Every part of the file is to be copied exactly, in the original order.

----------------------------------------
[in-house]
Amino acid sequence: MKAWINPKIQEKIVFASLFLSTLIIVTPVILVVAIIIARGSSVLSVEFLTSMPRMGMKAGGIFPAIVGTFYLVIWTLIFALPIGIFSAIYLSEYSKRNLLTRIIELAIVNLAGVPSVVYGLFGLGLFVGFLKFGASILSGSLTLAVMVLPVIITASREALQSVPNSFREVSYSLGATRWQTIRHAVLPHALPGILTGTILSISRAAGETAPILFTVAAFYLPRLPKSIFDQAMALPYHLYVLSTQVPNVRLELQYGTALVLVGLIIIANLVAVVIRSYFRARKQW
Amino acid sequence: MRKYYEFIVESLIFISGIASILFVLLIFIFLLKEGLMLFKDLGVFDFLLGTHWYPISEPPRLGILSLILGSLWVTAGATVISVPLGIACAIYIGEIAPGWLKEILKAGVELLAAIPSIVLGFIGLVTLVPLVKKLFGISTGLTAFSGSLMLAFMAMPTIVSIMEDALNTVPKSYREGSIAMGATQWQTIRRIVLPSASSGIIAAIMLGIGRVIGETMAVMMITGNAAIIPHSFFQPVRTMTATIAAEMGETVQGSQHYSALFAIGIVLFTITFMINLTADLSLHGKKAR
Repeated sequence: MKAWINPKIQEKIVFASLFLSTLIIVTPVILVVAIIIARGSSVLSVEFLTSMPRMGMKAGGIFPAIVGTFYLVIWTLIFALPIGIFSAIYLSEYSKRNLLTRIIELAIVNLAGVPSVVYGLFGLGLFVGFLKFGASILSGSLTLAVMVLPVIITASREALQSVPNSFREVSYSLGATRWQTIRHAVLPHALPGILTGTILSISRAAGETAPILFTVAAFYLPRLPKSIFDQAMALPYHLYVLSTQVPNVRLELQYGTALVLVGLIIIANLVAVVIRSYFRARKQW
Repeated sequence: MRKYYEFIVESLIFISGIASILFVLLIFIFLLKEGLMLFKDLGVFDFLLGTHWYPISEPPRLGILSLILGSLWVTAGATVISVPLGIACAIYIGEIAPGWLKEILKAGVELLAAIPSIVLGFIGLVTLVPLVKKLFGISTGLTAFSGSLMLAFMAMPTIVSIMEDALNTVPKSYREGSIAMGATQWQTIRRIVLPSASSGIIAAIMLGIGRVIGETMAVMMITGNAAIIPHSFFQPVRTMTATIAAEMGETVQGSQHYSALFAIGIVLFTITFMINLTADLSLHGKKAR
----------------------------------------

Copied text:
[in-house]
Amino acid sequence: MKAWINPKIQEKIVFASLFLSTLIIVTPVILVVAIIIARGSSVLSVEFLTSMPRMGMKAGGIFPAIVGTFYLVIWTLIFALPIGIFSAIYLSEYSKRNLLTRIIELAIVNLAGVPSVVYGLFGLGLFVGFLKFGASILSGSLTLAVMVLPVIITASREALQSVPNSFREVSYSLGATRWQTIRHAVLPHALPGILTGTILSISRAAGETAPILFTVAAFYLPRLPKSIFDQAMALPYHLYVLSTQVPNVRLELQYGTALVLVGLIIIANLVAVVIRSYFRARKQW
Amino acid sequence: MRKYYEFIVESLIFISGIASILFVLLIFIFLLKEGLMLFKDLGVFDFLLGTHWYPISEPPRLGILSLILGSLWVTAGATVISVPLGIACAIYIGEIAPGWLKEILKAGVELLAAIPSIVLGFIGLVTLVPLVKKLFGISTGLTAFSGSLMLAFMAMPTIVSIMEDALNTVPKSYREGSIAMGATQWQTIRRIVLPSASSGIIAAIMLGIGRVIGETMAVMMITGNAAIIPHSFFQPVRTMTATIAAEMGETVQGSQHYSALFAIGIVLFTITFMINLTADLSLHGKKAR
Repeated sequence: MKAWINPKIQEKIVFASLFLSTLIIVTPVILVVAIIIARGSSVLSVEFLTSMPRMGMKAGGIFPAIVGTFYLVIWTLIFALPIGIFSAIYLSEYSKRNLLTRIIELAIVNLAGVPSVVYGLFGLGLFVGFLKFGASILSGSLTLAVMVLPVIITASREALQSVPNSFREVSYSLGATRWQTIRHAVLPHALPGILTGTILSISRAAGETAPILFTVAAFYLPRLPKSIFDQAMALPYHLYVLSTQVPNVRLELQYGTALVLVGLIIIANLVAVVIRSYFRARKQW
Repeated sequence: MRKYYEFIVESLIFISGIASILFVLLIFIFLLKEGLMLFKDLGVFDFLLGTHWYPISEPPRLGILSLILGSLWVTAGATVISVPLGIACAIYIGEIAPGWLKEILKAGVELLAAIPSIVLGFIGLVTLVPLVKKLFGISTGLTAFSGSLMLAFMAMPTIVSIMEDALNTVPKSYREGSIAMGATQWQTIRRIVLPSASSGIIAAIMLGIGRVIGETMAVMMITGNAAIIPHSFFQPVRTMTATIAAEMGETVQGSQHYSALFAIGIVLFTITFMINLTADLSLHGKKAR